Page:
The source must also trigger a new SDP file to be generated for the multicast stream and create a new URI for accessing this stream, for future host requests for this URI. Assume that the new URI generated is rtsp://example.com/application/contentStream?mcplaycmd. The multicast SDP is created in the media server.

Using the table above that maps URIs to hosts, maintained by the source or its DR, we find that H1 currently consumes content C0. We use RTSP to send out an Announce, Set_Parameter or a periodic Get_Parameter-response combination to pass the new multicast URI to H1. Note that the mechanism of setting up the new URI is only a part of host-source management, rather than a function for the network itself. This work covers the actions triggered in the network in response to the trigger conditions rather than just switching to a new URI on the media server and assuming that the network is already multicast-capable.

The IP Module in H1 is assumed to be extended to include multicast compatibility and IGMP support. The new RTSP control message triggers the upper-layer-protocols to issue JoinHostGroup(239.192.10.1, interface) to IGMP, which then sends a MembershipReport to its host-DR (IP address: 10.1.4.1). Assume that this triggers an (*,G) state change in the host-DR but it could also trigger a (S,G) change if the specific source address is important and an SPT is to be built. This triggers a JoinDesired(*, 239.192.10.1) in the host-DR which then uses the hash function to map this to the relevant RP. A Join/Prune message is sent towards this RP and a (*,G) state is created in each of the hops in its path. This creates the relevant route entries in the Multicast Route Information Base (MRIB), Tree Information Base (TIB) and Multicast Forwarding Information Base (MFIB) based on the unicast protocol that PIM-SM exploits.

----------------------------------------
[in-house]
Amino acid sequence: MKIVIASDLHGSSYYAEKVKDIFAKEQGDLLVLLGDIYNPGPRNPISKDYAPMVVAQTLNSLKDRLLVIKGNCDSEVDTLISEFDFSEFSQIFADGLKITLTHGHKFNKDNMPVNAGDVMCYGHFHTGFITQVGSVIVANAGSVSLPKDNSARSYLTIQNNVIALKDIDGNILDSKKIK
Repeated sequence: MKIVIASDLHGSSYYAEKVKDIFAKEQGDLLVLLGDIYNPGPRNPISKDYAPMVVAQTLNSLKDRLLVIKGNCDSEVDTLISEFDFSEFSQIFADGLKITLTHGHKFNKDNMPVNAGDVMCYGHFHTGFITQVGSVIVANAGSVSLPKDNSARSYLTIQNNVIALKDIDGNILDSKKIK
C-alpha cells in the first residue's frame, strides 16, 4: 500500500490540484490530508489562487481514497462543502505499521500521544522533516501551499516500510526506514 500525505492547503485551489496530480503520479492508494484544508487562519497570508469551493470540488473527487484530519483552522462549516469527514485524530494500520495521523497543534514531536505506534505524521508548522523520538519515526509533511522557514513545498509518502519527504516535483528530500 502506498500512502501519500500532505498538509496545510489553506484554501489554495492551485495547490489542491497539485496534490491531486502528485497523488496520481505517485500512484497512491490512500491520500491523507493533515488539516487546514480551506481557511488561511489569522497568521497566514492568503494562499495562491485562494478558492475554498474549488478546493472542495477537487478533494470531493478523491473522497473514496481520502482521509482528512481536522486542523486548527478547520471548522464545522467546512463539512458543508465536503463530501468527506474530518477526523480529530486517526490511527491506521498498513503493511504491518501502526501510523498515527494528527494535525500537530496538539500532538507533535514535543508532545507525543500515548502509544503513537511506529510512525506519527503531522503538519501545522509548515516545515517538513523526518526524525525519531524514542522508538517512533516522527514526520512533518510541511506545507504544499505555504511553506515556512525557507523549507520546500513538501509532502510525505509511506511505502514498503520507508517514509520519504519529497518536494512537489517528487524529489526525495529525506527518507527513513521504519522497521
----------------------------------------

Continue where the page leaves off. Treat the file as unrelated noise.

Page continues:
When the RP receives this PIM Join/Prune message from host-DR 10.1.4.1 for group 239.192.10.1, it sends a (192.168.10.10, 239.192.10.1) Join message to the source, creating a native SPT through which data flows to the RP. This is subsequently multicast to the host-DR, and finally transmitted to H1.

At this state, H1 receives two copies of the data—one through the unicast RTSP session and another through the multicast session. The host uses data packet matching to identify when this replication occurs. It also determines the time delay between the two streams and confirms whether it has the capability to adequately buffer the two streams until overlap occurs. If this is not possible due to excessive delay, this host H1 might not be able to avail of the multicast session and might have to leave this group. However, in our example, we assume that the host can buffer as required and starts to play the multicast stream seamlessly to the user.

Once this is successful, the unicast RTSP session must be terminated. This is done by sending a Teardown message to the source directly (covered in RFC 2326). Should the unicast session be required again at a later stage, a new session can be set up knowing the source unicast URI and its IP address.

A new host H3 (IP Address: 10.1.4.12) now sends a unicast RTSP message to the source, requesting for the content of the same URI. However, a multicast stream is currently in place for this content C0, which can either be presented to H3 in the original browser webpage requested (by altering the HTML to replace the unicast URI with the multicast URI) or as a response to the initial RTSP setup message with a Redirect message with the multicast URI. Host H3 will resolve this URI and send an IGMP Join to its host-DR in the same way as H1. The source-DR adds H3's IP address to its tables and updates its URI-membership list as well as adding this information to update its decision mechanism to trigger the switch to multicast.